ASTR100: Introduction to Astronomy
Sections 0201-0207, Fall 2000

Class Meetings:

Lectures meet in PHYS 1412 on MWF from 9:00am to 9:50am. Lectures are led by the professor and will include several demonstrations, slides, videos etc.

Discussion Sections meet in CSS 2400 at times listed below starting the first week of September. Discussion sections are led by Teaching Assistants (TAs). The sections provide a smaller and more informal environment for further developing the material taught in class. The TAs will also answer questions about the lectures and reading and will hold review sessions before exams.

Course Description:

Welcome to Astronomy 100! You are about to embark on an ambitious project - to survey our known Universe in one short semester. We hope that you'll find this course enjoyable and walk away with a better knowledge and understanding of the universe that we live in. With that goal in mind, the course attempts to focus on major concepts in astronomy and where possible tie those concepts into issues relevant to your life. For example, global warming, an important worldwide issue for the 21st century, is also central to understanding the differences between the environments of Venus, Mars, and Earth. At a more philosophical level, understanding how our universe works and how planets, stars, and galaxies are formed gives us a better perspective on our place in the universe and how special planet Earth is to our continued survival.

Most of you have chosen this course as part of your CORE Distributive Studies Program, the general education portion of your degree program (see Core Requirements below). CORE Distributive Studies courses are designed to ensure that you will take a look at several different academic disciplines and the way they create and analyze knowledge about the world. A faculty and student committee approved this CORE Distributive Studies course because it will introduce you to ideas and issues that are central to a major intellectual discipline and because it promises to involve you actively in the learning process. Please take advantage of the opportunities this course offers!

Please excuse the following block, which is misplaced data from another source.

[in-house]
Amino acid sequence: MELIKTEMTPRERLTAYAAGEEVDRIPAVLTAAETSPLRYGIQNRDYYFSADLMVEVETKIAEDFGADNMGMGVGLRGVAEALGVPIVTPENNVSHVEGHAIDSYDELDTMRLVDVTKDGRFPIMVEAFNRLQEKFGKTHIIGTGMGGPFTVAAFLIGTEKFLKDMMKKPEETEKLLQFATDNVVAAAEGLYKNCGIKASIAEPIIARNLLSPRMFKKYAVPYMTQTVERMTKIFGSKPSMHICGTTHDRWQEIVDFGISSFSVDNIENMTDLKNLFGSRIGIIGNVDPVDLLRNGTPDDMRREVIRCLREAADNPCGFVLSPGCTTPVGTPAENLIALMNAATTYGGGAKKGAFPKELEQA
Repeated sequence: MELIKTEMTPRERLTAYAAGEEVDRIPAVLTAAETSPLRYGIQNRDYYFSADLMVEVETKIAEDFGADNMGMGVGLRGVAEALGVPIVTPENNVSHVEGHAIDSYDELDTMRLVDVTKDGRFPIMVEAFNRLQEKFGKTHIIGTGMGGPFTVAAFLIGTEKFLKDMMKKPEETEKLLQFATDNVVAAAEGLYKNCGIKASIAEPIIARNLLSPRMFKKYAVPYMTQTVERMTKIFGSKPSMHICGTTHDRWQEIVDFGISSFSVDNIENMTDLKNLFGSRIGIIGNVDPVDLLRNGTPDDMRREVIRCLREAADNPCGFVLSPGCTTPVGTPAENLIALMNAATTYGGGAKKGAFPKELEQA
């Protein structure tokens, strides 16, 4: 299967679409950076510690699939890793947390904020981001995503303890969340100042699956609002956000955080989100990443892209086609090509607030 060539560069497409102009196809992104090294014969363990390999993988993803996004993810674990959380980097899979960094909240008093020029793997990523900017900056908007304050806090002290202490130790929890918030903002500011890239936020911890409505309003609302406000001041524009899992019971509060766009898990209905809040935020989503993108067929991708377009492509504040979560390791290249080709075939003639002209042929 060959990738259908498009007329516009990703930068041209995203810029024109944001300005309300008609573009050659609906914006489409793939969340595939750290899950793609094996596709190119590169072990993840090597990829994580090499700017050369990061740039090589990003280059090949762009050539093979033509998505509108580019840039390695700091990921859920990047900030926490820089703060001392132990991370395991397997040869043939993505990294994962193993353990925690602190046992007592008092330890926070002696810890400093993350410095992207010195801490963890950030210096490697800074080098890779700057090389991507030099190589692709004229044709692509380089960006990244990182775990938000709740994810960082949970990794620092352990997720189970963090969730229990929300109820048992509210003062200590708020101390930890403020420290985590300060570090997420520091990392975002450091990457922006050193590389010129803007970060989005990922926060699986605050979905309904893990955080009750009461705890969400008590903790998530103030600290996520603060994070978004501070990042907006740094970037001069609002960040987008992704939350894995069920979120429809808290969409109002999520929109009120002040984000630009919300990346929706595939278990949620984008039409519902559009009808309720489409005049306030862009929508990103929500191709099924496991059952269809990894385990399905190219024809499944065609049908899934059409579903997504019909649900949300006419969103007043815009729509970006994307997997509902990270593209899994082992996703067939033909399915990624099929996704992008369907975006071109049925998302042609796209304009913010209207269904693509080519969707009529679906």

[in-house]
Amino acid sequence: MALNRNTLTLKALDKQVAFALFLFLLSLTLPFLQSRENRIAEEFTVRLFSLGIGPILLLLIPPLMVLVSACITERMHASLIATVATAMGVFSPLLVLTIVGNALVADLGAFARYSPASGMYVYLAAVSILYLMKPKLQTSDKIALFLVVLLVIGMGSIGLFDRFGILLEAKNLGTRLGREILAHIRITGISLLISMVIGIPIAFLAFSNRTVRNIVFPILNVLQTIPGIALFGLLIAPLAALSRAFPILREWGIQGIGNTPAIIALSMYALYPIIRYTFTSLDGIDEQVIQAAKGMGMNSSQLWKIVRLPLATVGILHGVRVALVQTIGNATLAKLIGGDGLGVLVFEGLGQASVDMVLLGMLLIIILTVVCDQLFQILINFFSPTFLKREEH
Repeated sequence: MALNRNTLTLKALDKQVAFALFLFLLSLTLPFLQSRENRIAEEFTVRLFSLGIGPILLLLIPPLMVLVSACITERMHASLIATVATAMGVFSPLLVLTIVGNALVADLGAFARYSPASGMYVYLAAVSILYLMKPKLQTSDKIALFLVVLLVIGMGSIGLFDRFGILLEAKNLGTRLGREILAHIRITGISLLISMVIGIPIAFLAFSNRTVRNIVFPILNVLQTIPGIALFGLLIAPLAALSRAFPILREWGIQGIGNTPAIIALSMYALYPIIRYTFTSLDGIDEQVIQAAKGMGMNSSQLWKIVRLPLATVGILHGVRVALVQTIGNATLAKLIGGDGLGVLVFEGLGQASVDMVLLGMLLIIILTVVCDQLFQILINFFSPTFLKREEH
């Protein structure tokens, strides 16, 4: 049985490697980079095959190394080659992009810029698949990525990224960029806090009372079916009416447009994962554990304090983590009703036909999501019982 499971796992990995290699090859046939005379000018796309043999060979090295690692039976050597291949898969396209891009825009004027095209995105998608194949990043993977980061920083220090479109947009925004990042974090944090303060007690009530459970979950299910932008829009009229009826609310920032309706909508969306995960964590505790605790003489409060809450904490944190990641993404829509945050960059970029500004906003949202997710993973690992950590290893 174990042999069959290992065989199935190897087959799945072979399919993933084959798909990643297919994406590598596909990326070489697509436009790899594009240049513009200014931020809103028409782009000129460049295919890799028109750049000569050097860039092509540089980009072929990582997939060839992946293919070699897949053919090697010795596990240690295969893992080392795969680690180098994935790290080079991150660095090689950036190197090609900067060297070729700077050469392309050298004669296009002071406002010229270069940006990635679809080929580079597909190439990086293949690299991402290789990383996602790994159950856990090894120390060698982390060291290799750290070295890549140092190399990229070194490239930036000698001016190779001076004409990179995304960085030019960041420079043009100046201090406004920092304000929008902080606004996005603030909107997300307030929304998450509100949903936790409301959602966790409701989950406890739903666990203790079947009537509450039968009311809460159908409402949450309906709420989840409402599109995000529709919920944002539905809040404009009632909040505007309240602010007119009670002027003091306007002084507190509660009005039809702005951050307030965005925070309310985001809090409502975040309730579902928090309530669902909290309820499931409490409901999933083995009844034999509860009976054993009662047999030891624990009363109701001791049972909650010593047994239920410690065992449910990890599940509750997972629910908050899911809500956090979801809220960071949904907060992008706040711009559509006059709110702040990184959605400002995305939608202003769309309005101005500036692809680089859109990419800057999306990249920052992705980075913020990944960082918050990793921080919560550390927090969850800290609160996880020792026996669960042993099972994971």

Course Expectations:

Attendance: In order to succeed in this course, I expect you to attend ALL lectures and discussion sections. This is very important! The material on the homeworks and exams are based upon the material covered in the lectures, the text, and discussion sections. If you have to miss a lecture or section, be sure to look at another student's notes and make sure that you understand what was covered. See me or the teaching assistant if you have questions. There will be times during the semester, in both lectures and sections, when you will be asked for written responses to questions. Your written answers will count towards your grade in the class.

Preparation: I expect you to be prepared to work. You will understand the lecture more easily if you preview the reading assignment. A more careful reading is recommended after lecture. You should study your class notes sometime before the next lecture to make sure that everything is clear. I encourage you to ask questions in class, in section, during office hours, or over email.

Study Habits: Study wisely and ask for help if you need it. If you just cram the night before the exam, you probably will not do very well. It is better (and easier) if you keep up with the material on a daily basis. If you have questions, please see me or one of the TAs. We are here to help you learn.


I grade on a point scale with different assignments weighted as shown in the table. A description of each of these components is contained in this syllabus.

Open House
Exam I
Exam II

Letter grades will be assigned based upon your curved cumulative score. Grades for some discussion sections may be adjusted slightly so that the average grade given by each TA is similar. Here is how your grade will be determined from your point total in the class.

Letter Grade
Course Total

The point scale makes it possible for everyone in the class to do well. For example, if everyone scores above 75% in the course, you would all receive either an A or a B letter grade. I may adjust the number of points required to get a given grade depending on the class averages; however, any adjustment will make it easier to get a given grade, never more difficult. Students with a documented disability who wish to discuss academic accommodations should contact me as soon as possible.

Midterm Exams